#1
I recently stumbled on this article with Thom Yorke, and it got me thinking....

http://blogs.chron.com/celebritybuzz/2010/06/radiohead_frontman_music_indus.html

So if the record labels go bust, what's your thoughts on the future of music? Better or worse? What are the pros and cons? Would it lead to an increase in musicians or a decrease, and would some bands die out while others remain afloat?

EDIT: I just realized the same article was on UG's homepage....still though, what do you think?
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Last edited by EvilAngel93 at Jun 9, 2010,
#2
Better for the musical talents and musical culture of the population.

Worst for the economy and for the income of musicians (well, about that, won't really change anything, won't it? )
#3
There was music before it, there will be music after it.
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#4
Quote by damian_91
There was music before it, there will be music after it.

No, all those musicians will simply explode.
#7
You will see many more musicians finding new ways to market their music.

Touring will be more essential of course, and networking sites will become an ever more important factor when it comes for bands marketing their music.

I believe that more cultural scenes will show up, people will listen to more local music than before.

Just my theory
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#8
Quote by The_Casinator
No, all those musicians will simply explode.

ROFL!
If it's creative, true to your musical goal, and it sounds good, put it in the song.

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#11
I don't think independent music (by which I mean independently released) will actually go "under" like major labels appear to be. Mainly because an independent label usually offers something further than music as a product, but also partially because they are run on much smaller (and therefore sustainable) budgets. As independents are usually smaller companies, and therefore run in a much more personal manner this shouldn't cause huge problems for bands to get signed, or to make money from their music, it just changes the dynamics of the money making process away from mass market commercial products towards more niche products. Whether that is positive or not is debatable, as a good pop song has the ability unite people (e.g. the beatles and motown) but the drive to make "marketable" songs has led to increasing homogeneity (e.g. ke$ha et al...) and less innovative music.
#12
Quote by The_Casinator
No, all those musicians will simply explode.


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Wait.



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#13
Money for promotion of a band will come perhaps from private investors.
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#14
You'll have to work and do it all yourselves. There won't be any sort of organized promotion and venue circuit; artists are going to have to write, finance, maybe record, book, promote and negotiate for themselves, just like any good indie artist. Personally I think it'd be for the best. You can still make music, you just have to do a lot more to be paid for it.
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#15
Quote by kublaikhan
I don't think independent music (by which I mean independently released) will actually go "under" like major labels appear to be. Mainly because an independent label usually offers something further than music as a product, but also partially because they are run on much smaller (and therefore sustainable) budgets. As independents are usually smaller companies, and therefore run in a much more personal manner this shouldn't cause huge problems for bands to get signed, or to make money from their music, it just changes the dynamics of the money making process away from mass market commercial products towards more niche products. Whether that is positive or not is debatable, as a good pop song has the ability unite people (e.g. the beatles and motown) but the drive to make "marketable" songs has led to increasing homogeneity (e.g. ke$ha et al...) and less innovative music.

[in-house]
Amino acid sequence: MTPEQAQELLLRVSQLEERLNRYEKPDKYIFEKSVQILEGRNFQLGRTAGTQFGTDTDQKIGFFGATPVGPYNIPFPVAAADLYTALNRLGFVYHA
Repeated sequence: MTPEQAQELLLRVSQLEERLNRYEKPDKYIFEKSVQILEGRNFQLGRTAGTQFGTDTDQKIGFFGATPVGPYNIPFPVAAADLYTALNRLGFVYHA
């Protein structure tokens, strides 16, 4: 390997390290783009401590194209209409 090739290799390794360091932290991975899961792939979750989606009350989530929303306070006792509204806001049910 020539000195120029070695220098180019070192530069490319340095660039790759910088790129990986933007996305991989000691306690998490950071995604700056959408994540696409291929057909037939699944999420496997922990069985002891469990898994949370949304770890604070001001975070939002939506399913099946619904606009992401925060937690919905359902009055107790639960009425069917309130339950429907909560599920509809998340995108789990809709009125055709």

its noticeable in the "fine art world" that there has been a big shift in the past 20 years from the mass produced Andy warhol style pop art to more limited production. with it the change to more conceptual works like Michael Landys stuff. and with that people feel more of a spiritual connection to their work(and the works of others) as it feels more important.
not sure how it will work with music which relies more on mass production


Quote by necrosis1193
You'll have to work and do it all yourselves. There won't be any sort of organized promotion and venue circuit; artists are going to have to write, finance, maybe record, book, promote and negotiate for themselves, just like any good indie artist. Personally I think it'd be for the best. You can still make music, you just have to do a lot more to be paid for it.

eventually musicians will make enough to pay others to do jobs for them and the whole cycle starts again
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Last edited by Ikey at Jun 9, 2010,
#16
It'll be much harder for an artist to make it big, and there will be less of a uniform popular music, but it will be easier for an unknown artist to become more popular then now. Tastes will diverge more. And all the people who are non-musicians employed in the industry will lose their jobs.
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#17
Anyone else find it strange that Thom Yorke, the guy who made all his money and publicity, is saying that losing the music industry will be "No great loss"?
#18
well, it is an industry with very greedy people at the top, so i guess it will be better in that sense.

musicians will still find a way to get things done independently.
the jobs that need doing now will still need doing then.
Last edited by heminder at Jun 9, 2010,